Mindfulness and DBT in general help people with BPD stay off the emotional roller coaster associated with black-and-white thinking. Over time, people who regularly practice mindfulness tend to be better at enduring pain, solving problems, and not creating turmoil and stress in their lives and relationships. Notice, though, that the goal of mindfulness isn’t to experience profound happiness or a life without stress or trouble.
We all have the capacity to be mindful. It’s a skill anyone can learn. There’s nothing mysterious about it. We simply pay attention to the present moment. When mental clutter appears, we let it appear and let it fade away again. Over and over, we return to the here and now.
This isn’t usually as easy as it sounds, especially as we’re first learning it. But everyone gets better at it with practice. In the process, we also learn a lot about ourselves, others, and our relationships. Practicing mindfulness can help you achieve a better balance between your rational mind and your emotional mind. This puts you in a better position to respond wisely to distressing situations, in a balanced, healthy manner.
You’ll also make better decisions, improve your relationships, and optimize your potential for physical and mental relaxation.
The purposes of this exercise is to focus your mind on a single object and to be aware of the mental energy needed to stay in the moment.
Focus on an object
1. Find a place where you can be alone and away from TVs, radios, and other distractions and interruptions. Get into a comfortable position either sitting or standing that you can maintain for three minutes. Keep your eyes open and breathe normally.
2. Pick a nearby object that you can see clearly. This should be something you don’t have a strong feeling about a plant, a chair, a book, a cup.
3. For the next three minutes, focus your attention just on that object. If you like, look at it from multiple angles. Pick it up or run your hands over it. Smell it, if you’re so inclined. Take in all the different sensory information about it.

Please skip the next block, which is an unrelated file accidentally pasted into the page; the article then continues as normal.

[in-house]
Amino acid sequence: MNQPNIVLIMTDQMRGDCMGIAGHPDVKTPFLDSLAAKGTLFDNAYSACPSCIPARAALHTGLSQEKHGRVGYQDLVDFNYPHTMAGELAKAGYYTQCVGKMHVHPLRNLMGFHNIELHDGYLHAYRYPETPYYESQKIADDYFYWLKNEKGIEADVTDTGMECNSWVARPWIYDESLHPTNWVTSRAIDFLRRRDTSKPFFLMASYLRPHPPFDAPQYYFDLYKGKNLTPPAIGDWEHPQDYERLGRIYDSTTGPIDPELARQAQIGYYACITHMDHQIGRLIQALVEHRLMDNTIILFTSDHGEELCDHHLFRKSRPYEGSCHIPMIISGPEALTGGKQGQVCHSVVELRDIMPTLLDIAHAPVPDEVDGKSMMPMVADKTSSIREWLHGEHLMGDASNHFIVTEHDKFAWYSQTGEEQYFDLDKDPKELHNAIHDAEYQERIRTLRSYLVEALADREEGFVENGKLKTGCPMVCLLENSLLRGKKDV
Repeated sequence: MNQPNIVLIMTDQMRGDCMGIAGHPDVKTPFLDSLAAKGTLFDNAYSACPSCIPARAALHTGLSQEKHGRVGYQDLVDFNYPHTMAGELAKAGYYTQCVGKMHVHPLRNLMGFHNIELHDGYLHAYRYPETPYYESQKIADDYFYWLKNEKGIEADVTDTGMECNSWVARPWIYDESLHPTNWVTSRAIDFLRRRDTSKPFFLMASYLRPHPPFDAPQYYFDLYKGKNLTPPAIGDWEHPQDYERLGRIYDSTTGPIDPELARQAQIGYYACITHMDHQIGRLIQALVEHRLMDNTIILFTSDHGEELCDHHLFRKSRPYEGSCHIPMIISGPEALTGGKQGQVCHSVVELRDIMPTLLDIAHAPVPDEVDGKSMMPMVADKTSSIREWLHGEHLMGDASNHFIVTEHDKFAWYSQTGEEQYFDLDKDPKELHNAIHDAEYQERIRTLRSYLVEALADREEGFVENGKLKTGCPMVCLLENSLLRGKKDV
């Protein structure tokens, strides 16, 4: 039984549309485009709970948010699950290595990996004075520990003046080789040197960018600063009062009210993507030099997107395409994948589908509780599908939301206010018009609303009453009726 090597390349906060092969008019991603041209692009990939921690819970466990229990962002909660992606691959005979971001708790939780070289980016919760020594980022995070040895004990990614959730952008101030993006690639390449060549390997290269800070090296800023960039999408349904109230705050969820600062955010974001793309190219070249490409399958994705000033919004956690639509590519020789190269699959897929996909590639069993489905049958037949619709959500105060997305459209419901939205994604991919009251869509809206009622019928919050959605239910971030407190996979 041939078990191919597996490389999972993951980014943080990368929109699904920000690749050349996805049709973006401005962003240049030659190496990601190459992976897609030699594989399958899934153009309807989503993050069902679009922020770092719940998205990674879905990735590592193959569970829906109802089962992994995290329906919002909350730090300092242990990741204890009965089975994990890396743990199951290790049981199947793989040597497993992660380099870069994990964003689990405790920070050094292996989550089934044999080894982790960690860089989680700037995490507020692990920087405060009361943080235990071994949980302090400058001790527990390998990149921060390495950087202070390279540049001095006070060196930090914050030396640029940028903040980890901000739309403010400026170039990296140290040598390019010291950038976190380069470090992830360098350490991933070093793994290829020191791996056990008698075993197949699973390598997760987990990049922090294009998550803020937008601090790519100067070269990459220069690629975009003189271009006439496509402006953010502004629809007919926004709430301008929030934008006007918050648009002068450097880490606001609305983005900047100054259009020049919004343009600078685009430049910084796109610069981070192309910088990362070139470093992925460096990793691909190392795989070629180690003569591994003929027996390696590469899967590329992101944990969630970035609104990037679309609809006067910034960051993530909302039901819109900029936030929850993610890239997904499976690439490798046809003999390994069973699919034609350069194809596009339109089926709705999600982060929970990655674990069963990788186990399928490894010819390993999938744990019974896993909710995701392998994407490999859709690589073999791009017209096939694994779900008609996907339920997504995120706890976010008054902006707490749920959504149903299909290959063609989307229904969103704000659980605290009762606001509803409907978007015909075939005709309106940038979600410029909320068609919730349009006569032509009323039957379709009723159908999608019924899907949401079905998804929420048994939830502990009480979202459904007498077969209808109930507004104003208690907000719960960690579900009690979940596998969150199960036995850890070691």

4. When your mind wanders off and it will simply catch yourself and return your attention to the object. This may happen several or more than several times. There’s no need to get frustrated or critical with yourself. Just keep coming back to the object.
The purpose of this exercise is to increase your awareness of your own mind and its thoughts. Over time, with practice, it will help you to not get stuck on, distressed about, or overwhelmed by a particular thought.
Watching your thoughts
1. Find a spot where you can be free of distraction or interruption. Get in a comfortable sitting position, with your feet on the floor and your back straight. (This might mean sitting forward on the front part of your chair.) Breathe normally and keep your eyes open.
2. For five minutes, don’t think or not think about anything in particular. Just watch your thoughts surface, swirl about, and float away. Don’t try to hang onto them, push them away, or judge them. Let them come and let them go.
3. If your mind wanders or gets stuck on a particular thought, just notice that and return to quietly watching your mind. If you notice yourself getting judgmental ('I’m not very good at this'. 'Why am I having such awful thoughts?' etc.), just notice your judgment and return once more to watching your mind.
4. With practice, this skill will help you avoid getting stuck in obsessive thinking or worry. Paradoxically, it will also help you better focus on important tasks, concerns, or activities doing your taxes, for example when you need to.When your mind wanders off and it will simply catch yourself and return your attention to the object. This may happen several or more than several times. There’s no need to get frustrated or critical with yourself. Just keep coming back to the object.